Egypt ministry appeals against order to block YouTube

YouTube logo YouTube blocked access to the film in Egypt, Libya, Indonesia, India and Saudi Arabia

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Egypt's telecoms ministry has refused to block access to YouTube and has filed an appeal to reverse a court order asking it to do so.

Last week, a judge ordered a block on access to the site for 30 days for hosting of an anti-Islam film, Innocence of Muslims, in 2012. The film sparked anger across the Muslim world.

YouTube blocked access to the video in Egypt last September after widespread riots.

A rights group also filed an appeal.

The Association for Freedom of Thought and Expression in Egypt (AFTE) called the verdict "collective punishment of all YouTube and Google service users".

The group said: "Banning these websites will deprive internet users from the right of expressing themselves on those sites as well as depriving them of an important means of expression."

The country's telecoms ministry cited high technical costs when it said it could not block access to YouTube.

It added that could not legally monitor the content of social media websites.

Anti-US protest in Karachi, Pakistan, 19 Sep Protests are continuing in the Muslim world, including in Pakistan
Widespread protests

The 14-minute-long video, which was made in the US, was first uploaded to the video-sharing site in July last year.

In September, a version dubbed into Arabic appeared, and spread across the web, sparking widespread protests in the Middle East, North Africa and Sri Lanka, with some demonstrations turning into destructive and violent riots.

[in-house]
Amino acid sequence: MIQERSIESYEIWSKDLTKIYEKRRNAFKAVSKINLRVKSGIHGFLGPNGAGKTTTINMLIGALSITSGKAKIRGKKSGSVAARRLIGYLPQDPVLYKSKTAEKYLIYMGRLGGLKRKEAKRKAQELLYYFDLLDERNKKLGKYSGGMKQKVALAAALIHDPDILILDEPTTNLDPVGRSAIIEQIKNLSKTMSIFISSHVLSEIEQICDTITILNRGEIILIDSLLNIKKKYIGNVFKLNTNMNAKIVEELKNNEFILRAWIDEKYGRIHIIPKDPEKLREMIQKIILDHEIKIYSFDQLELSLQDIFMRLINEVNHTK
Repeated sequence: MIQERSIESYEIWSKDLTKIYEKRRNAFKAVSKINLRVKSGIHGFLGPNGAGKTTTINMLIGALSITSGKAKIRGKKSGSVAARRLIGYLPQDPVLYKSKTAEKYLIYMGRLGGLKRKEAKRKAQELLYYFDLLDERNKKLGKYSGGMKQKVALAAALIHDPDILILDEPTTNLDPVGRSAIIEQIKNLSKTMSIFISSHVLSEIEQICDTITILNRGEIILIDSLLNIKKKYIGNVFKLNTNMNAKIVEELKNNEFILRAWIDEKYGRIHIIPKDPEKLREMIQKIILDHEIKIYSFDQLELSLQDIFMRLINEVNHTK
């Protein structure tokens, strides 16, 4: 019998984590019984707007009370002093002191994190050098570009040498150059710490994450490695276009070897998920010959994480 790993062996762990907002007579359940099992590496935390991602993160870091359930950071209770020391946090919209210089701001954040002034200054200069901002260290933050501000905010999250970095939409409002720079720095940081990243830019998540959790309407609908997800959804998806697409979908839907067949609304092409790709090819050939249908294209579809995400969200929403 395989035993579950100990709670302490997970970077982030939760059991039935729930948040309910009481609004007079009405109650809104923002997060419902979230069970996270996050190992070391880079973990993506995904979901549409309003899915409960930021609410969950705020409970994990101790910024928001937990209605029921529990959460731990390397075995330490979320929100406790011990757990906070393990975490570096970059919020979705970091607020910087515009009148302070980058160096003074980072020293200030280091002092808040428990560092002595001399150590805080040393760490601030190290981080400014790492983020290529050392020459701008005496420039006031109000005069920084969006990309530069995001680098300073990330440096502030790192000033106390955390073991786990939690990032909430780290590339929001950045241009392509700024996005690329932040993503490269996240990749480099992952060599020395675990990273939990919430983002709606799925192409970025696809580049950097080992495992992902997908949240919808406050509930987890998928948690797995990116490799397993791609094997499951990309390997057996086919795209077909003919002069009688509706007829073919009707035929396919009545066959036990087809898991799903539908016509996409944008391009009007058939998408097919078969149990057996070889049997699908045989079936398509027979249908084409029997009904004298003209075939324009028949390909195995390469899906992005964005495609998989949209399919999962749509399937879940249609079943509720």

Four Americans, including Ambassador Chris Stephens, were killed during an attack on the US consulate in Benghazi, Libya.

Google, which owns YouTube, rejected a request from the White House to remove the film from the video-sharing site, but blocked access to it in Libya, Egypt, Indonesia, India and Saudi Arabia.

A Google spokesperson told the BBC that the company worked "hard to create a community everyone can enjoy and which also enables people to express different opinions.

"This can be a challenge because what's OK in one country may be offensive or illegal elsewhere.

"The authorities in Egypt have notified us of individual videos that they believe are illegal and, after a thorough review, we have blocked access to them on the Egyptian version of YouTube."

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